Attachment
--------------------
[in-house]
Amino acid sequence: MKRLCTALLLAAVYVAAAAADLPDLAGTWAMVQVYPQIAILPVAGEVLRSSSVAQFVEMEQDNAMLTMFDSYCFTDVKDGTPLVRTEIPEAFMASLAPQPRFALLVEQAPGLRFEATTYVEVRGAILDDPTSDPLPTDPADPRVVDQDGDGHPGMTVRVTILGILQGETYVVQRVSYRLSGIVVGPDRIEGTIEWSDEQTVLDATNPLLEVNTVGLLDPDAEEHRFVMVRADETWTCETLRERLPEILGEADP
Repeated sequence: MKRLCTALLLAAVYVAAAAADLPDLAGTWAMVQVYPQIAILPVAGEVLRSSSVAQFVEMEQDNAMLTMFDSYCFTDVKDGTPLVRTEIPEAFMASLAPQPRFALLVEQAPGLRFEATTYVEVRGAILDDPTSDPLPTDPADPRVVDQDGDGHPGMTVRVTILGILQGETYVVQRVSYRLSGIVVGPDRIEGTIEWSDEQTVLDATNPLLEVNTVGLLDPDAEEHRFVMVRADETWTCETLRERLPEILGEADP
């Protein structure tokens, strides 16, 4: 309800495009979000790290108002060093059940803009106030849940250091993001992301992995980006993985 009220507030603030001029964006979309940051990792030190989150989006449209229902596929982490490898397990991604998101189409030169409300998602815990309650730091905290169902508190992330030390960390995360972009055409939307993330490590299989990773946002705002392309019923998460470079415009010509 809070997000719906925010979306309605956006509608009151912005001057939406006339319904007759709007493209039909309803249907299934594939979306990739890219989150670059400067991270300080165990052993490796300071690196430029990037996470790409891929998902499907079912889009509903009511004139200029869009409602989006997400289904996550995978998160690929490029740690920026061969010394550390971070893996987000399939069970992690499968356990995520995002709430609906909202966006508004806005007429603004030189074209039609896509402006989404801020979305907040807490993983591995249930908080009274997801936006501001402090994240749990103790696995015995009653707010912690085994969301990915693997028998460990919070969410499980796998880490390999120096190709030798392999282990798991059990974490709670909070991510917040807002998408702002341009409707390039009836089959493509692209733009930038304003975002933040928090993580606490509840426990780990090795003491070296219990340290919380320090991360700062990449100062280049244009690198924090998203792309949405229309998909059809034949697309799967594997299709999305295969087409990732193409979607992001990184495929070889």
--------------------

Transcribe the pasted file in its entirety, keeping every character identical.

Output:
[in-house]
Amino acid sequence: MKRLCTALLLAAVYVAAAAADLPDLAGTWAMVQVYPQIAILPVAGEVLRSSSVAQFVEMEQDNAMLTMFDSYCFTDVKDGTPLVRTEIPEAFMASLAPQPRFALLVEQAPGLRFEATTYVEVRGAILDDPTSDPLPTDPADPRVVDQDGDGHPGMTVRVTILGILQGETYVVQRVSYRLSGIVVGPDRIEGTIEWSDEQTVLDATNPLLEVNTVGLLDPDAEEHRFVMVRADETWTCETLRERLPEILGEADP
Repeated sequence: MKRLCTALLLAAVYVAAAAADLPDLAGTWAMVQVYPQIAILPVAGEVLRSSSVAQFVEMEQDNAMLTMFDSYCFTDVKDGTPLVRTEIPEAFMASLAPQPRFALLVEQAPGLRFEATTYVEVRGAILDDPTSDPLPTDPADPRVVDQDGDGHPGMTVRVTILGILQGETYVVQRVSYRLSGIVVGPDRIEGTIEWSDEQTVLDATNPLLEVNTVGLLDPDAEEHRFVMVRADETWTCETLRERLPEILGEADP
């Protein structure tokens, strides 16, 4: 309800495009979000790290108002060093059940803009106030849940250091993001992301992995980006993985 009220507030603030001029964006979309940051990792030190989150989006449209229902596929982490490898397990991604998101189409030169409300998602815990309650730091905290169902508190992330030390960390995360972009055409939307993330490590299989990773946002705002392309019923998460470079415009010509 809070997000719906925010979306309605956006509608009151912005001057939406006339319904007759709007493209039909309803249907299934594939979306990739890219989150670059400067991270300080165990052993490796300071690196430029990037996470790409891929998902499907079912889009509903009511004139200029869009409602989006997400289904996550995978998160690929490029740690920026061969010394550390971070893996987000399939069970992690499968356990995520995002709430609906909202966006508004806005007429603004030189074209039609896509402006989404801020979305907040807490993983591995249930908080009274997801936006501001402090994240749990103790696995015995009653707010912690085994969301990915693997028998460990919070969410499980796998880490390999120096190709030798392999282990798991059990974490709670909070991510917040807002998408702002341009409707390039009836089959493509692209733009930038304003975002933040928090993580606490509840426990780990090795003491070296219990340290919380320090991360700062990449100062280049244009690198924090998203792309949405229309998909059809034949697309799967594997299709999305295969087409990732193409979607992001990184495929070889």